To the hundreds of kids who found relief from the summer heat of the San Fernando Valley in an era with few swimming pools, the Crystal Plunge in Van Nuys was a favorite hangout. It was build by the film and television actor Andy Divine who lived across the street on Kester Avenue.
Andy, who starred in the hit television production of the Adventures of Wild Bill Hickok as Guy Madison's sidekick "Jingles', built the Crystal Plunge so that classmates of his sons on the Van Nuys High School Swim Team would have a place to practice. For elementary school students, Halloween meant the chance to take as many pennies as they could pick up in one hand. If the child was very little, Andy would take one of his enormous hands and help the little one out.
Once a professional football player, Andy Divine got his first big career boost in the 1931 football film The Spirit of Notre Dame. In the next four decades, his raspy voice was one of the most recognizable in America. Andy was a strong supporter of the San Fernando Valley, and was made the honorary mayor of Van Nuys in the early 1970s. He died in 1977.


Andy Divine world famous film and television actor

The San Fernando Valley, in the heart of the Creative Capitol of the world, deserves a great Museum of history and culture.

EXPLORING OUR CITY ON DIA DE LOS MUERTOS

Native American religious customs and rituals often survived the arrival of Europeans by disguising ancient beliefs with those of theie conquerors. The Mexican peasant celebration of Dia de los Muertos is an important example of this

Day of the Dead 2008 - Photo by Gerald Fecht for the Archives of The Museum of the San Fernando Valley (click on image to enlarge)

Day of the Dead 2008 - Photo by Gerald Fecht for the Archives of The Museum of the San Fernando Valley (click on image to enlarge)

Day of the Dead 2008 - Photo by Gerald Fecht for the Archives of The Museum of the San Fernando Valley (click on image to enlarge)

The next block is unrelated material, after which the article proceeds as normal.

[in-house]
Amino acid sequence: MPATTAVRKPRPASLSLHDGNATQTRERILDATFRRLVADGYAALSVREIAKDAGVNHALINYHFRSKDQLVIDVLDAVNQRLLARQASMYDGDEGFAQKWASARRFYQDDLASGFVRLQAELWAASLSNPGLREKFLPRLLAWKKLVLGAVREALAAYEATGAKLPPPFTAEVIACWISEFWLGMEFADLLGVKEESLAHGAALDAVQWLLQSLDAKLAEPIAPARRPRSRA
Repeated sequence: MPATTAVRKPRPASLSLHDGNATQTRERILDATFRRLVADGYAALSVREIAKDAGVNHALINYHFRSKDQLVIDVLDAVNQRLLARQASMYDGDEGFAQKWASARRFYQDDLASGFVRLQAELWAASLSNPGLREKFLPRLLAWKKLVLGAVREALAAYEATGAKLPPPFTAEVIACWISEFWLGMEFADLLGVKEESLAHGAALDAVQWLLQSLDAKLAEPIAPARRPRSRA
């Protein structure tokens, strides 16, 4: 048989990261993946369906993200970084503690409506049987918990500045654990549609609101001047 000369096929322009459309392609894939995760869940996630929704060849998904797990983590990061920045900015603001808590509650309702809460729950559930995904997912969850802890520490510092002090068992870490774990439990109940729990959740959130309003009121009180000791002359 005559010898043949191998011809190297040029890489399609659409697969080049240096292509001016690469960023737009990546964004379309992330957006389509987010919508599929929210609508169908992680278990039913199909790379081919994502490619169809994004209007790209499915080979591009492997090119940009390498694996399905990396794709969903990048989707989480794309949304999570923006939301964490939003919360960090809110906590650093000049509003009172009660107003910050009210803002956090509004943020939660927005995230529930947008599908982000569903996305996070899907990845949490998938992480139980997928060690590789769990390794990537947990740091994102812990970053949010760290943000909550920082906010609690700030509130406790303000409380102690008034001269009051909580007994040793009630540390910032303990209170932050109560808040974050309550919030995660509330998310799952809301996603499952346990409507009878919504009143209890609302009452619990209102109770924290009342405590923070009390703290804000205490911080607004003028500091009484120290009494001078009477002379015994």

Our Lady Queen of Angeles - Day of the Dead 2008 - Photo by Gerald Fecht for the Archives of The Museum of the San Fernando Valley (click on image to enlarge)

Sunday, November 2, 2008

CELEBRATING ITALIAN-AMERICANS IN LOS ANGELES

Little Joe's - Photo by Gerald Fecht 2008 - Sunshine and Struggle Exhibit (click on image to enlarge.)

Celebration outside of Italian Hall - Photo by Gerald Fecht 2008 - Sunshine and Struggle Exhibit (click on image to enlarge.)

San Rocco - Patron Saint of Italian-Americans in Los Angeles - Photo by Gerald Fecht 2008 - Sunshine and Struggle Exhibit (click on image to enlarge.)
A tribute to Rowland Francis LoBianco II on his 70th Birthday - November 4, 2008

From now until November 15th, 2008 there is an excellent, albeit modest exhibit of the "Italian Experience in Los Angeles from 1827 to 1927. It is being held in the historic Pico House at the Olvera Street Plaza. The exhibit is being held as a preliminary to the opening of the long awaited Italian Hall Museum that will be housed in the Old Plaza's Italian Hall building.
Learn more about this free show by calling
1 (213) 485-8432 or visiting:
www.italianhall.org
Most of the first Italians who came to Los Angeles followed the example of Gioanni Leandri, settling in what was long called "Little Italy." That area ran along Broadway (starting where Little Joes Restaurant once served some of the best food in the city) and traveled to the brick buildings around the Old Plaza and Olvera Street. Saint Peter's Catholic Church on Broadway still functions as the "mother church" for Italian-Americans in Los Angeles.
At the conclusion of the Second World War, Italian-Americans joined the massive migration into the San Fernando Valley. Many, who were soldiers returning from war and families from New York and other eastern cities, established lives and businesses in the Valley. "Old timers" who ran manufacturing shops in the central city, made new homes in the Valley.

The Museum of the San Fernando Valley collects artifacts and information about Italian-Americans in Southern California. As our electronic and physical collections grow, we will share them for research and support of other cultural institutions such as The Italian Hall Museum.

The San Fernando Valley, in the heart of the Creative Capital of the World, deserves a great Museum of history and culture.